Initially just servers were moved to the cloud, but today desktops are increasingly moving there too.
    IT systems become accessible from many different types of devices including PC’s, thin clients, smart phones and tablets (such as iPads).
  • 10. Three Different Types of Clouds
  • 11. The Private Cloud
    Essentially one or more corporate owned clusters of servers and storage arrays running a virtualization solution such as VMware’s vSphere.
    Common in Fortune 500 and other larger organizations.
    Often too expensive for small and medium sized businesses.
    Difficult for most organizations to support once built.
  • 12. The Public Cloud
    Primarily what people are referring to when they talk about Cloud Computing.
    All infrastructure (Servers, Storage, Networking) is rented from a provider and accessed online.
    Client pays only for the resources they require at a given time.
  • 13. The Hybrid Cloud
    Somewhat less common, but still relevant.
    Links a Private Cloud and a Public Cloud together.
    Should be seamless to end users if properly implemented.
  • 14. Why Cloud Computing Is Becoming Pervasive
  • 15. Reduced Capital Expenditures
    The number one reason cited by users of Cloud Computing.
    Little or no upfront hardware or software costs required.
    Popular choice for Startups with limited access to capital or financing.
    Also popular given recent shortages in funding available for lease financing.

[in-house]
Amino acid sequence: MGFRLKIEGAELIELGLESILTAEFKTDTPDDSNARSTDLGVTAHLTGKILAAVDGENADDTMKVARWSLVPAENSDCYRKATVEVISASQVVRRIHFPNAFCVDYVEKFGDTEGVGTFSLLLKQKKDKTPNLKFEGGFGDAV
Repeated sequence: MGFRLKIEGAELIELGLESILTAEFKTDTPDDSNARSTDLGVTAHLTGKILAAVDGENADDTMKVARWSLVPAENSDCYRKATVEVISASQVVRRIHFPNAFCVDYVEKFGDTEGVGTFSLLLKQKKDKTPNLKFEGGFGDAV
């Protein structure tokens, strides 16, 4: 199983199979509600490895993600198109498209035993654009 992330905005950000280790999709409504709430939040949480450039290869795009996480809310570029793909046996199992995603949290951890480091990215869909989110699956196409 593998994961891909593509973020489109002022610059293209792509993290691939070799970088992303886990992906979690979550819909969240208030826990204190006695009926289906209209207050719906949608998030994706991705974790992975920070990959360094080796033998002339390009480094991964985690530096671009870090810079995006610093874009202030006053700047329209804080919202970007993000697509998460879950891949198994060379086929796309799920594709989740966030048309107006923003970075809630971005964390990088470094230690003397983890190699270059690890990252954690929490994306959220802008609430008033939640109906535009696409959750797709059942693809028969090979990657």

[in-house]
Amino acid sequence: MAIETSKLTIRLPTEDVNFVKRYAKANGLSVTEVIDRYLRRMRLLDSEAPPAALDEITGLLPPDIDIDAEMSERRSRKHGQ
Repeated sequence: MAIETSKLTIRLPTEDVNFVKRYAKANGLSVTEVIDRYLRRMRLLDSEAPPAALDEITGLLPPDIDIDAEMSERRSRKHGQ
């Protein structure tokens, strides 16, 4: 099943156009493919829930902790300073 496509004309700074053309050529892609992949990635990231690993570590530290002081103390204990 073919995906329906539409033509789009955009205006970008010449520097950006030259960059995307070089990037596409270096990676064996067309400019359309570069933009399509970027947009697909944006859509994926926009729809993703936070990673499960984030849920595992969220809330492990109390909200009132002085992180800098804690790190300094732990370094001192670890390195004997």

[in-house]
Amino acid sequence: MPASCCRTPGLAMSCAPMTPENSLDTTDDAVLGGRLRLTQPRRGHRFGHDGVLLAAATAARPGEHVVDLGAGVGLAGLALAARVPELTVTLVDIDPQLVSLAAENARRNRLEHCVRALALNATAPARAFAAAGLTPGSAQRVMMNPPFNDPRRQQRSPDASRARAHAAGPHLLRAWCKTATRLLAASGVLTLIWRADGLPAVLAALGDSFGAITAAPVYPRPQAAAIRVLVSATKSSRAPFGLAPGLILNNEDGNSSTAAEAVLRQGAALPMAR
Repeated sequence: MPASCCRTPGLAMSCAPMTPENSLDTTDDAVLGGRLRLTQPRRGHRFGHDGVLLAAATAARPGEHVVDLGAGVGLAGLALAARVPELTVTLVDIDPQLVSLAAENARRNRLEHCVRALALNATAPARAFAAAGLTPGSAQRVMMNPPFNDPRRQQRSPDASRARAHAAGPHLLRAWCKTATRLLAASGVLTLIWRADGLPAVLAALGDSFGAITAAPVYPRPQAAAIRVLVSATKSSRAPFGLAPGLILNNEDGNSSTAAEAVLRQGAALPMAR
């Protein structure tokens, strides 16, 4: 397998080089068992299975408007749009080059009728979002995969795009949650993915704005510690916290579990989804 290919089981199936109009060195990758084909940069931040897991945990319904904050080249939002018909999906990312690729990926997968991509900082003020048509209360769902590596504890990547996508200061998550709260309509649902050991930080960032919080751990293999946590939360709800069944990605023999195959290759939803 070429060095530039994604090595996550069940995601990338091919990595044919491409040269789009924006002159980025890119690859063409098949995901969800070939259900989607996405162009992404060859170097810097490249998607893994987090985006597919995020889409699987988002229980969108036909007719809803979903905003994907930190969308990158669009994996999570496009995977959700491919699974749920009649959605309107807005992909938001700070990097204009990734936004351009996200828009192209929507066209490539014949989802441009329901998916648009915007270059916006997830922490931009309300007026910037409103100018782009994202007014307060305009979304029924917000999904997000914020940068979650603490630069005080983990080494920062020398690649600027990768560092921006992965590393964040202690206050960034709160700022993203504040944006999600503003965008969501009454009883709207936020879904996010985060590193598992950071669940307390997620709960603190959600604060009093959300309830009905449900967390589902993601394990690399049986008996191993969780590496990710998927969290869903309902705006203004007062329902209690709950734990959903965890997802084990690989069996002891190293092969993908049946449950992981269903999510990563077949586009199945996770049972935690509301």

• 16. Reduced Management Costs
    No need to track and manage lifecycle of physical hardware.
    No need to update BIOS or firmware on servers or network devices.
    Never again worry about time or costs spent replacing failed equipment.
    Reduced attack surface for viruses, trojans, and other malware.
    Provisioning of new services is much quicker and easier.
    Recovery from failure is faster.
    Off-site backup is included in most solutions.
    Upgrade to new servers is handled automatically.
  • 17. Other Cost Savings
    Save on the true cost of money. Using an average rate of 11% for an equipment lease, it costs $17,850 to finance $100,000 in equipment for 36 months.
    Eliminate co-location costs for those clients already paying for space in a hardened facility. This can mean savings of up to $3000 per rack per month, depending upon how it is configured.
    Reduce power and cooling expenses by replacing servers with Cloud based solutions. More on this in a few slides…
  • 18. Scalability
    Management can quickly scale up without additional capital expenditures.
    Delays related to equipment backorders, shipping, and configuration are eliminated.
    Entire servers can be provisioned in less than 15 minutes.
    RAM or Disk Space can be added in as few as 5 minutes.
    Impossible to match these service levels with physical hardware.